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# 22C:19 Discrete Math Introduction and Scope Propositions

Download Presentation ## 22C:19 Discrete Math Introduction and Scope Propositions

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1. 22C:19 Discrete MathIntroduction and ScopePropositions Fall 2011 Sukumar Ghosh

2. The Scope Discrete mathematicsstudies mathematical structures that are fundamentally discrete,not supporting or requiring the notion of continuity(Wikipedia). Deals with countable things.

3. Why Discrete Math? Discrete math forms the basis for computer science: • Sequences • Digital logic (how computers compute) • Algorithms • Program correctness • Probability and gambling (or taking risks) “Continuous” math forms the basis for most physical and biological sciences

4. Propositions A proposition is a statement that is either true or false “The sky is blue” “Today the temperature is below freezing” “9 + 3 = 12” Not propositions: “Who is Bob?” “How many persons are there in this group?” “X + 1 = 7.”

5. Propositional (or Boolean) variables These are variables that refer to propositions. • Usually denoted by lower case letters p, q, r, s, etc. • Each can have one of two values true (T) or false (F) A proposition can be: • A single variable p • A formula of multiple variables like p∧ q, s∨¬r)

6. Propositional (or Boolean) operators

7. Logical operator: NOT

8. Logical operator: AND

9. Logical operator: OR

10. Logical operator: EXCLUSIVE OR Note. p ⊕ q is false if both p, q are true or both are false

11. (Inclusive) OR or EXCLUSIVE OR?

12. Logical Operator NAND and NOR

13. Conditional Operator

14. Conditional operators

15. Conditional operators

16. Set representations A proposition p can also be represented by a set (a collection of elements) for which the proposition is true. Universe p p p p ∧ q p q q p ∨ q ¬p Venn diagram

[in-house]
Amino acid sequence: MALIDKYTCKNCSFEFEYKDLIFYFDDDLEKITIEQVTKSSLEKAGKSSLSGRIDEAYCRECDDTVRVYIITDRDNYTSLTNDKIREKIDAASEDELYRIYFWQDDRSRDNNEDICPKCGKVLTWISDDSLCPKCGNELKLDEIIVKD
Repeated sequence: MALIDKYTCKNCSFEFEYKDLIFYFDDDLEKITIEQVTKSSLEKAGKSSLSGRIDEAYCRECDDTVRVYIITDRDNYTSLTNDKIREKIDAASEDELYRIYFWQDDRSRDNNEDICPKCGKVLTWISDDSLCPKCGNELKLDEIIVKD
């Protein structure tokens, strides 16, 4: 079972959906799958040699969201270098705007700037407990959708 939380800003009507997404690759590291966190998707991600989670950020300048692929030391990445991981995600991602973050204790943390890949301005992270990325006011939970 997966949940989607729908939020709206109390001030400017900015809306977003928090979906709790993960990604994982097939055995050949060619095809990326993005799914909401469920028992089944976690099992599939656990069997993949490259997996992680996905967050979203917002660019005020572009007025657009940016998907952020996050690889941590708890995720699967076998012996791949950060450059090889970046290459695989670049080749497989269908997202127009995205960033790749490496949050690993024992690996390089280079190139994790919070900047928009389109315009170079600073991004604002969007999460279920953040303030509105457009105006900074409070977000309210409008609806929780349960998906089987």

17. Bi-conditional Statements

18. Translating into English

19. Translating into English Great for developing intuition about propositional operators. You can access the Internet from campus (p) only if you are a CS major (cs), or you are not a freshman (f) p ⟶ (cs∨¬f)

20. Precedence of Operators

21. Boolean operators in search

22. Tautology and Contradiction

23. Equivalence

24. Examples of Equivalence

25. Examples of Equivalence

26. More Equivalences Associative Laws DistributiveLaw Law of absorption

27. De Morgan’s Law You can take 22C:21 if you take 22C:16 and 22M:26 You cannot take 22C:21 if you have not taken 22C:16 or 22M:26

28. How to prove Equivalences Examples? Follow class lectures.

29. Muddy Children Puzzle A father tells his two children, a boy and a girl, to play in the backyard without getting dirty. While playing, both children get mud on their foreheads. After they returned home, the father said: “at least one of you has a muddy forehead,” and then asked the children to answer YES or NO to the question: “Do you know if you have a muddy forehead?” the father asked the question twice. How will the children answer each time?

30. Wrap up Understand propositions, logical operators and their usage. Understand equivalence, tautology, and contradictions. Practice proving equivalences, tautology, and contradictions. Study the Muddy Children Puzzle from the book.